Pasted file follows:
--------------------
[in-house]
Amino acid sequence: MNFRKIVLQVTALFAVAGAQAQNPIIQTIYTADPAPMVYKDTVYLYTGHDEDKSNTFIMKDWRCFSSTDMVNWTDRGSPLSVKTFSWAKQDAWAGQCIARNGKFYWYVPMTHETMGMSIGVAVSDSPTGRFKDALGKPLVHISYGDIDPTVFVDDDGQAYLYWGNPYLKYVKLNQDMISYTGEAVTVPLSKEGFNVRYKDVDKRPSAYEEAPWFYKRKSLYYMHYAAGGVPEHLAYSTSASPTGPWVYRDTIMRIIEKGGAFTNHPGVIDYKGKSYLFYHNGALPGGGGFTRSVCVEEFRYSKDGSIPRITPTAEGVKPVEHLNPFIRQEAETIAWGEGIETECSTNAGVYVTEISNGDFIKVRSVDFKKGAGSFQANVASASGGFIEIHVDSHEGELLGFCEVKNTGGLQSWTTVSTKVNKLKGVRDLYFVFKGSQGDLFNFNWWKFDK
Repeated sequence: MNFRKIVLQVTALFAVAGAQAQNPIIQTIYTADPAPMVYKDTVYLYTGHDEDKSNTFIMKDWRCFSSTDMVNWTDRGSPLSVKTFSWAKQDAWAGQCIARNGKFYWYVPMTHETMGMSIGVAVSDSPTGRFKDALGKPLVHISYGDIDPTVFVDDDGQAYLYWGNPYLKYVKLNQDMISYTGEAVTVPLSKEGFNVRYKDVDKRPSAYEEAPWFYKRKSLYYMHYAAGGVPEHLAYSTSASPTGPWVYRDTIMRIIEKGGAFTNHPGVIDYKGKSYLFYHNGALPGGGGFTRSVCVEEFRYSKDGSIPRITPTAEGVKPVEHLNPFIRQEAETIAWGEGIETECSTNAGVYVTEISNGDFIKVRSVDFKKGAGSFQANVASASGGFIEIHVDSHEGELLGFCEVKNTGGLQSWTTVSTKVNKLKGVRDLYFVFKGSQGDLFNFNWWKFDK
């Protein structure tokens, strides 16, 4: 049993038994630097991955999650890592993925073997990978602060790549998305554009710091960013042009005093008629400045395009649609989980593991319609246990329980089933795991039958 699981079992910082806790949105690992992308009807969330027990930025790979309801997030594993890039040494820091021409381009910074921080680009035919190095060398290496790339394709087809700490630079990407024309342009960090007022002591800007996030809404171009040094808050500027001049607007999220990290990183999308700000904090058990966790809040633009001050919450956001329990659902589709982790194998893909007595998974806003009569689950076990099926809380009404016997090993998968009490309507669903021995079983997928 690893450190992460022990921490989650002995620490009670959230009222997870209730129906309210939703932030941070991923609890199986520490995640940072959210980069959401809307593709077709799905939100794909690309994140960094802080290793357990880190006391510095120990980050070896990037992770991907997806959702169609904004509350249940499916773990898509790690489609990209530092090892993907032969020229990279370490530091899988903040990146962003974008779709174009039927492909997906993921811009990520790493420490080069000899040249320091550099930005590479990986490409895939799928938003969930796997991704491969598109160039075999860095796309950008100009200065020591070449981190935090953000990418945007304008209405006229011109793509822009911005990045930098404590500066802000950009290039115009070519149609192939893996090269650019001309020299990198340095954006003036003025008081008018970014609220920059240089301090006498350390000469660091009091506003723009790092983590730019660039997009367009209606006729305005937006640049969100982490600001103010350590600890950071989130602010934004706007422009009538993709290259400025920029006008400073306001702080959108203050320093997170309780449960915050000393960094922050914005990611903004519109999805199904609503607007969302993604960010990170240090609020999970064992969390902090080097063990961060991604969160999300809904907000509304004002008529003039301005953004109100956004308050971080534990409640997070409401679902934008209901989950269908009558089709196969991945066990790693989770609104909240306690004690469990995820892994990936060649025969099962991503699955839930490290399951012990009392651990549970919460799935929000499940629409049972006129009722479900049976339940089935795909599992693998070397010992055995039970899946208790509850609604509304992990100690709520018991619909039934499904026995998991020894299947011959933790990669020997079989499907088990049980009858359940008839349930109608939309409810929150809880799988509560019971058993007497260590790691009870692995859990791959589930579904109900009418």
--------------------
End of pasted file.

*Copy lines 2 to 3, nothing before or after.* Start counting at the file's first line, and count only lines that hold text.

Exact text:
Amino acid sequence: MNFRKIVLQVTALFAVAGAQAQNPIIQTIYTADPAPMVYKDTVYLYTGHDEDKSNTFIMKDWRCFSSTDMVNWTDRGSPLSVKTFSWAKQDAWAGQCIARNGKFYWYVPMTHETMGMSIGVAVSDSPTGRFKDALGKPLVHISYGDIDPTVFVDDDGQAYLYWGNPYLKYVKLNQDMISYTGEAVTVPLSKEGFNVRYKDVDKRPSAYEEAPWFYKRKSLYYMHYAAGGVPEHLAYSTSASPTGPWVYRDTIMRIIEKGGAFTNHPGVIDYKGKSYLFYHNGALPGGGGFTRSVCVEEFRYSKDGSIPRITPTAEGVKPVEHLNPFIRQEAETIAWGEGIETECSTNAGVYVTEISNGDFIKVRSVDFKKGAGSFQANVASASGGFIEIHVDSHEGELLGFCEVKNTGGLQSWTTVSTKVNKLKGVRDLYFVFKGSQGDLFNFNWWKFDK
Repeated sequence: MNFRKIVLQVTALFAVAGAQAQNPIIQTIYTADPAPMVYKDTVYLYTGHDEDKSNTFIMKDWRCFSSTDMVNWTDRGSPLSVKTFSWAKQDAWAGQCIARNGKFYWYVPMTHETMGMSIGVAVSDSPTGRFKDALGKPLVHISYGDIDPTVFVDDDGQAYLYWGNPYLKYVKLNQDMISYTGEAVTVPLSKEGFNVRYKDVDKRPSAYEEAPWFYKRKSLYYMHYAAGGVPEHLAYSTSASPTGPWVYRDTIMRIIEKGGAFTNHPGVIDYKGKSYLFYHNGALPGGGGFTRSVCVEEFRYSKDGSIPRITPTAEGVKPVEHLNPFIRQEAETIAWGEGIETECSTNAGVYVTEISNGDFIKVRSVDFKKGAGSFQANVASASGGFIEIHVDSHEGELLGFCEVKNTGGLQSWTTVSTKVNKLKGVRDLYFVFKGSQGDLFNFNWWKFDK